Sunday, 16 November 2014

Adding Another Dimension to the Classroom with Digital Conversations

Checking Twitter on the bus going to work on Friday, I read Mark Anderson's blog post: Ways to use technology to support questioning in the classroom:

Padlet is one of my favourite tools and I've used it successfully in a variety of ways: as a welcome / introductions page, to share recommendations / links - film trailers, books.... but this suggested using Padlet as a live response tool in class - an inspired idea.  

I decided to put it into practice that morning and sent all my C1 class a Padlet link.  I didn't actually use it to explore questioning, but instead used it to support what I'd already planned to do in my lesson.  It worked really well and clearly enhanced learning by maximising participation - all groups were submitting answers and could check everyone else's - widening support and creating a more student centred approach.  

The students seemed to really enjoy it too as it added another dimension.  Two students were absent but had been sent the link so could potentially see what was happening in the classroom in real time.  

Today I read another related blog post on giving students an open platform and increasing engagement in the classroom by Hope Morely - How to use Backchannels in the Classroom:

I look forward to exploring the potential of this in terms of questioning and differentiation, and creating a live link for digital conversations in the classroom will definitely be part of my teaching toolkit and have a place in my lessons from now on.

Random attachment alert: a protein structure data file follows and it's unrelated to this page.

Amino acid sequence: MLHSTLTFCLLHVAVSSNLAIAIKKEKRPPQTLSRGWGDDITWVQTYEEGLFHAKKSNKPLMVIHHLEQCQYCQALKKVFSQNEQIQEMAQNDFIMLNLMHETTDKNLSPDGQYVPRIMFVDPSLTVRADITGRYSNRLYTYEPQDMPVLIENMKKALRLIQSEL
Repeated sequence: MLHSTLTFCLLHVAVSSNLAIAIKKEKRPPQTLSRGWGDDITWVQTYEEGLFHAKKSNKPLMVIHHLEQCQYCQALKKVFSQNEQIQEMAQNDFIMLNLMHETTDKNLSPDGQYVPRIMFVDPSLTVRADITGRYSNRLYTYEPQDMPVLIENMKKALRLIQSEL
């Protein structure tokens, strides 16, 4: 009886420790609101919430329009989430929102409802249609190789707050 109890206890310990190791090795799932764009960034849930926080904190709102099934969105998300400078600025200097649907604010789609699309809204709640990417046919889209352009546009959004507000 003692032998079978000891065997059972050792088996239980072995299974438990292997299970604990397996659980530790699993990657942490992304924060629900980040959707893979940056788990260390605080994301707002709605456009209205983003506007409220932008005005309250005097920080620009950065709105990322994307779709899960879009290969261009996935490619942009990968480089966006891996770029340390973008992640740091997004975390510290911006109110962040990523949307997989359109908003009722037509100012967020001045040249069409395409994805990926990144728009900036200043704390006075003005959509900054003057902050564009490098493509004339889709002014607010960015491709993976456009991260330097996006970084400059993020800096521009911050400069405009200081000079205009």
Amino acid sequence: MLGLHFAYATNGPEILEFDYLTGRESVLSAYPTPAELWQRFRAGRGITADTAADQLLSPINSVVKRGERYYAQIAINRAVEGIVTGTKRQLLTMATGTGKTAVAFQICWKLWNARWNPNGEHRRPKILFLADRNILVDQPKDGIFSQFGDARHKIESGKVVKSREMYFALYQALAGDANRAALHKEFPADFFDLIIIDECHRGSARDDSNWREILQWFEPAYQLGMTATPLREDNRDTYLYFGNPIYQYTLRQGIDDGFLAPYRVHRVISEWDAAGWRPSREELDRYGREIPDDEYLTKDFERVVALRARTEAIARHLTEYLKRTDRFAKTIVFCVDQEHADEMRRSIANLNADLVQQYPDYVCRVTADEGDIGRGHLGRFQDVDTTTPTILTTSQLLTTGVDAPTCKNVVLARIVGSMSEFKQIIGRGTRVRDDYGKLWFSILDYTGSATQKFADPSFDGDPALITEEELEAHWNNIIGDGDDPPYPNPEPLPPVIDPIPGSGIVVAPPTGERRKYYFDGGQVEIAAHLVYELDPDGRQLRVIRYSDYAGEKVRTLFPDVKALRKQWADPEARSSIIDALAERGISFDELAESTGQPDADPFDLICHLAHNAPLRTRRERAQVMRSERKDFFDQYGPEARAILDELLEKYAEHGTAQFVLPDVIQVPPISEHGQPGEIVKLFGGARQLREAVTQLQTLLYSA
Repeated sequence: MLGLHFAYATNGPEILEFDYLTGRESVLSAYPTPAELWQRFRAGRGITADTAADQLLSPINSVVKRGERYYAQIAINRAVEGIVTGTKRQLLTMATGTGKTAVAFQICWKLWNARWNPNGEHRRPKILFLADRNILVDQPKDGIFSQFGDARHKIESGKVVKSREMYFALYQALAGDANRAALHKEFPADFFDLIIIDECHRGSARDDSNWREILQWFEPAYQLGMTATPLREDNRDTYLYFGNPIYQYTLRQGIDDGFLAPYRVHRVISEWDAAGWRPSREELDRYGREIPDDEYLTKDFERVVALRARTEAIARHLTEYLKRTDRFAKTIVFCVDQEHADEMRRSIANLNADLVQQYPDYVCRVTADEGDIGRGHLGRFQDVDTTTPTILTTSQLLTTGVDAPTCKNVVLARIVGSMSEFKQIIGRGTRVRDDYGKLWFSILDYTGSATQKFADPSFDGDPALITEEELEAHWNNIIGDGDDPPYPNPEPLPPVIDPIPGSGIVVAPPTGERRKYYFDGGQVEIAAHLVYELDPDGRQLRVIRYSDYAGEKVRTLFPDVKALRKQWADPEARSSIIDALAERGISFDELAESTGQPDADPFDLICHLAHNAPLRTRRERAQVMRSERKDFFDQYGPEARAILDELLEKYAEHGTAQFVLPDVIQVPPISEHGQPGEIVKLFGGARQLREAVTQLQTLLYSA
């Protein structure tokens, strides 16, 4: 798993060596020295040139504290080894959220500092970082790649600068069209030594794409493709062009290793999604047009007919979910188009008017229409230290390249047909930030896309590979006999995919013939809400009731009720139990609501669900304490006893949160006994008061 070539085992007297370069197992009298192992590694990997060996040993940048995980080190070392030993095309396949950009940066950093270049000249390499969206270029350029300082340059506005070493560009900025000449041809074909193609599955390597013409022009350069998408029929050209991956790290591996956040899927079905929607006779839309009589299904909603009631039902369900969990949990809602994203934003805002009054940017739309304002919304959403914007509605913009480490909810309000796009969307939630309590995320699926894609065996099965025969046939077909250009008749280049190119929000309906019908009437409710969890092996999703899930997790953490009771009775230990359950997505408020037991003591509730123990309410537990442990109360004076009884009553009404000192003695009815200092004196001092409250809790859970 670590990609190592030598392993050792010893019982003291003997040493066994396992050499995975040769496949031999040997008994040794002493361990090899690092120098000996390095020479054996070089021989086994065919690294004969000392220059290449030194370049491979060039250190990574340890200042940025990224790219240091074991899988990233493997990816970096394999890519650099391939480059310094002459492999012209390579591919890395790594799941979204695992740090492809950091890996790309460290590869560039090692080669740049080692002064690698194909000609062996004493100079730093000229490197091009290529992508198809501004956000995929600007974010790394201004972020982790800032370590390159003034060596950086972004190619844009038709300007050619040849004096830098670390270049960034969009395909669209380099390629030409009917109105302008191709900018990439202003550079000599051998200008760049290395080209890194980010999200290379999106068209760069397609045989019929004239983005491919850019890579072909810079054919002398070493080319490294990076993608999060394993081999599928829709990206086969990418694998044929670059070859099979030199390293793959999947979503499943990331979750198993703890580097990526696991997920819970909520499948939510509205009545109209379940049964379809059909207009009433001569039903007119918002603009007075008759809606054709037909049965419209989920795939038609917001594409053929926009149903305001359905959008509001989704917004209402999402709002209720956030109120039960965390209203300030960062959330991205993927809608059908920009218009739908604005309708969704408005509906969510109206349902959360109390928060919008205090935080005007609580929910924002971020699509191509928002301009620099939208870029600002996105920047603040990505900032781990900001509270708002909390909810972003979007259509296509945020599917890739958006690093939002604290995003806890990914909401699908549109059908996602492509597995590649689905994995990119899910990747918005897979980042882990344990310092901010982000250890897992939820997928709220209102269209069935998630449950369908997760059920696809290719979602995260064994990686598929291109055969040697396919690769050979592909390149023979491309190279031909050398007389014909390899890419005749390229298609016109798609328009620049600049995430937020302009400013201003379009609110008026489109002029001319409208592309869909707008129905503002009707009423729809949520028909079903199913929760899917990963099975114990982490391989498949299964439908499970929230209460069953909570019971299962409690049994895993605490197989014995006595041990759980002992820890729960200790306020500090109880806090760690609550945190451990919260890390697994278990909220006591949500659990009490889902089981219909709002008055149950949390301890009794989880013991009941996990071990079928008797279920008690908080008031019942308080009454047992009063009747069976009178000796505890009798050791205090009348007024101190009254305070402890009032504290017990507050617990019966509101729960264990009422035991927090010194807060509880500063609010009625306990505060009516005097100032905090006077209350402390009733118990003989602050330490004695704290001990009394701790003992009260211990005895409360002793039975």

Saturday, 8 November 2014

A winning combination: & Phraseum is a fantastic site for learners to find out how to use a word or phrase.   Here's an example exploring the word distorted

However, there's more...  If you scroll down, you'll see it also provides definitions, synonyms and classifications to support meaning and form.

If you continue scrolling, you'll see scrollable images to further support meaning:

As I think you'll agree, it is an amazing resource.  This week I discovered another tool called Phraseum by taking part in #ELTchat -   Ways of making authentic material accessible to students in class.

On investigation, I discovered that and Phraseum work really well together.  Having followed Nik Peachey's advice on how to use Phraseum , I signed up and discovered that using the clipping button and choosing as the source, meant that not only would learners have a record of use, meaning and form, but also a superb tool for organisation and storage in Phraseum.  I used a phonemic script typewriter to also include a record of pronunciation.

When you click on the contextualised sentence, you can see the source link ...

and then by clicking on the source link, you see further contextualised examples, definitions, classifications and images - as highlighted at the beginning of this blog post.

I created this first attempt at one way of using Phraseum and as an example for my C1 learners  to show them an alternative way to record, save, organise and review vocabulary by starting to make a phrasebook for vocabulary in Unit 7 of the course book we are using. 

I look forward to exploring different ways of using Phraseum with language learners, such as clipping phrases from the internet to record and store useful chunks of functional language. 

Hope students are as excited as I am when I show them ...